- Boxhagener Platz — Friedrichshain’s coolest square, the platz hosts a farmer’s market every Saturday and one of my favorite flea markets every Sunday. The nearby streets are all home to an enormous amount of bars and restaurants. The nearby Simon-Dach Strasse is pretty touristic, but it’s also convenient and your food options there are decent.
- RAW & Revaler Strasse — It’s a former train station (or something) that’s covered in street art. It’s also where all the nightclubs are in Friedrichshain but they also do some really great flea markets there on Sunday (Neue Heimat is the newest/trendiest/most gentrified).
- Volkspark Friedrichshain — I’m almost afraid to recommend this place, but if you want a true Berlin local experience, you’ll want to find a holiday apartment near Volkspark Friedrichshain. With a sandpit volleyball court, the Marchenbrünnen (Fairy Tale Fountain), a small pond, a German restaurant and some great paths, this is easily Berlin’s best public park. The atmosphere is great for singles, couples, barbecues with friends, family outings and, in the summer, film screenings at the open-air cinema.
- Warschauer Strasse – The U-Bahn and S-Bahn station here is a popular meeting point, nearby to Berlin’s best clubs and late-night venues. (Though the station, in warmer months, also hosts its fair share of underground parties). Consider staying at the Michelberger Hotel (super trendy, very cool design, just a little bit pretentious) orthe music-themed nhow (which offers electric guitars for guests when requested!) to be close to all the action. There’s also an overpriced hostel, Plus Berlin, which is more like a hotel.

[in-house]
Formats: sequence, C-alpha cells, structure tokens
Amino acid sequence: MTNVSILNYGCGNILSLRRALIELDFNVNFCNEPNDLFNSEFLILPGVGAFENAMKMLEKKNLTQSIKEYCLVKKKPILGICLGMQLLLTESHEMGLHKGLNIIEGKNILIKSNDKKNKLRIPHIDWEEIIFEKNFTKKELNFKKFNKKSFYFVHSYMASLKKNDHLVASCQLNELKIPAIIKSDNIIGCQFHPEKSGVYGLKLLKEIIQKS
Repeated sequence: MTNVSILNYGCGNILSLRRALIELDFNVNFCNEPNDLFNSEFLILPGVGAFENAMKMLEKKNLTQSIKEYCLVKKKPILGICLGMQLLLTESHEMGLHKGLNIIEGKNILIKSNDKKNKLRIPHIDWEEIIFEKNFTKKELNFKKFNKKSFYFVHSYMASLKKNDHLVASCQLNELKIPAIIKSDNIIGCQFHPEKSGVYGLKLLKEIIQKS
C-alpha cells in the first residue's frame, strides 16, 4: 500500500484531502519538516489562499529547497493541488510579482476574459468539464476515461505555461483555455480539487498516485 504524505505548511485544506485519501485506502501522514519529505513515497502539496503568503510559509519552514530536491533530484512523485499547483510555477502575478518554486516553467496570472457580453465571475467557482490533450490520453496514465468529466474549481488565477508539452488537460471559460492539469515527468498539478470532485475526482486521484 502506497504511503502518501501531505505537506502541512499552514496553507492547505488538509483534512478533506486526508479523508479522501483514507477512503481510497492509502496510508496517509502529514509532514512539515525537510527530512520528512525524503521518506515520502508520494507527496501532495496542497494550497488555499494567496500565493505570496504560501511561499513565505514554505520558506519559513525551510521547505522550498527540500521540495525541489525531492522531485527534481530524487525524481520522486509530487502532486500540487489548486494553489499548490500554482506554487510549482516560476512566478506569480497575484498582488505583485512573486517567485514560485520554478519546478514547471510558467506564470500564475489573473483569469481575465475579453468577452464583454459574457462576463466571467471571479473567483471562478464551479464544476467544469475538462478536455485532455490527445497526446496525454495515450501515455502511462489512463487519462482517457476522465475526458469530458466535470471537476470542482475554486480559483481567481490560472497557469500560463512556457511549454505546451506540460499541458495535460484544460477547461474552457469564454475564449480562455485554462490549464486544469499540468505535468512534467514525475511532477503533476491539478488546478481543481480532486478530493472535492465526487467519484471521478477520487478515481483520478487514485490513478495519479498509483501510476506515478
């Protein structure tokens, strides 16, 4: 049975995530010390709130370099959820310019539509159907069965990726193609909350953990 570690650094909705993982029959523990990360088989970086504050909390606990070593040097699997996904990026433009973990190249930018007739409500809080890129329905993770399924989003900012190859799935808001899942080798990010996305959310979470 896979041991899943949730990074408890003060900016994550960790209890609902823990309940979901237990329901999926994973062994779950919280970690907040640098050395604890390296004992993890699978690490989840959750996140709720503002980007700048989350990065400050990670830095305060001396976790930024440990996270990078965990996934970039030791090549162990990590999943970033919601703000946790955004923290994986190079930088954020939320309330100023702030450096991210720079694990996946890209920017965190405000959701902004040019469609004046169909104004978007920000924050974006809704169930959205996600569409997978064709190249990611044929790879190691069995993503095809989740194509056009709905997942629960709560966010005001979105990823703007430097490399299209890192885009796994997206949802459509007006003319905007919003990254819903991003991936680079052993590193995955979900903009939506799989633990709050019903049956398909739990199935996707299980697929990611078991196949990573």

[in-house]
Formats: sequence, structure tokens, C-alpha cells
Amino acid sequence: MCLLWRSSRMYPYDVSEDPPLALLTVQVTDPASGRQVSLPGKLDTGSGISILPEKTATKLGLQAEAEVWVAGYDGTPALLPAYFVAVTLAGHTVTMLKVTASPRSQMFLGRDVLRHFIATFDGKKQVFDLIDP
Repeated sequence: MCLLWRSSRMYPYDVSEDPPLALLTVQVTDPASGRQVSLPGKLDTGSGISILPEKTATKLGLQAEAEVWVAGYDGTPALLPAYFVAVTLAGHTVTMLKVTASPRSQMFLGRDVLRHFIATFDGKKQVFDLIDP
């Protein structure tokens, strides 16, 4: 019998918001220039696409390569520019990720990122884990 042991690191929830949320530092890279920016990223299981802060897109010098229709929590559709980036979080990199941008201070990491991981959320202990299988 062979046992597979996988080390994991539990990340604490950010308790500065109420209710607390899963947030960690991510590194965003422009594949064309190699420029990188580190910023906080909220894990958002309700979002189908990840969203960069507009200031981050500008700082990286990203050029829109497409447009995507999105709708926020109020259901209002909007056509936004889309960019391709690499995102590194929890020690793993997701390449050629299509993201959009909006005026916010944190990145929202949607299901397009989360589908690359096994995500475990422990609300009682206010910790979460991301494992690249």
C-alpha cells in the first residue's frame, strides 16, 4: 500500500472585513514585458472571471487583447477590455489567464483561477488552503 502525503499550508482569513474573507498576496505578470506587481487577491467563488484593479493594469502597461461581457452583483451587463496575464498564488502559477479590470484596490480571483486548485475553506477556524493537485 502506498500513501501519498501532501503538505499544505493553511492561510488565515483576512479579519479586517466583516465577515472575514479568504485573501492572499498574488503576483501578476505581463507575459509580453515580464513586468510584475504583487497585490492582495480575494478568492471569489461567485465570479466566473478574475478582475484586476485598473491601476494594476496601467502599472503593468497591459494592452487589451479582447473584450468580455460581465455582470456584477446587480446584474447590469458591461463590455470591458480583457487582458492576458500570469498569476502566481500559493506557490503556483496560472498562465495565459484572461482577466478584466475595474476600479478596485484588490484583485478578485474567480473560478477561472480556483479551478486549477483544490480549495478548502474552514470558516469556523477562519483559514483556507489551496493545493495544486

- Berghain — Because what Berlin guide could exist without a mention to the world’s best nightclub?!
One of my favorite neighborhoods in Berlin. Seriously. Many people (including many locals) have completely discredited Prenzlauer Berg. Part of the former East, it was the first part of Berlin to be considered “alternative” when the Wall came down; and, then, the first to become fully gentrified. These days it’s home to a lot of families, transplants from elsewhere in Germany, abroad or even the occasional Berliners. Prenzlauer Berg is seen as distinctly “uncool” but that’s just because those people don’t know where to look!
Prenzlauer Berg is also very green, with lots of great parks and outdoor areas. It straddles Volkspark Friedrichshain but also is the Berlin district home to the famous Mauer Park.
Prenzlauer Berg Highlights
- Bötzowkiez — There’s not really much here for a typical tourist to Berlin, but if you’re looking for a place to stay that’s more local and relatively easy to reach via public transportation, this is a great area to base yourself for some urban exploration. It’s a very residential and pretty part of Prenzlauer Berg, nearby the Volkspark Friedrichshain and with many great restaurants in the kiez.
- Mauer Park — It’s probably Berlin’s most famous flea market and much of that is thanks to the Sunday Bearpit Karaoke. While the flea market may have been overrun with too-many-tourists (making it nearly impossible to properly shop for a bargain there!), it’s still a great place to hang out on a Sunday afternoon.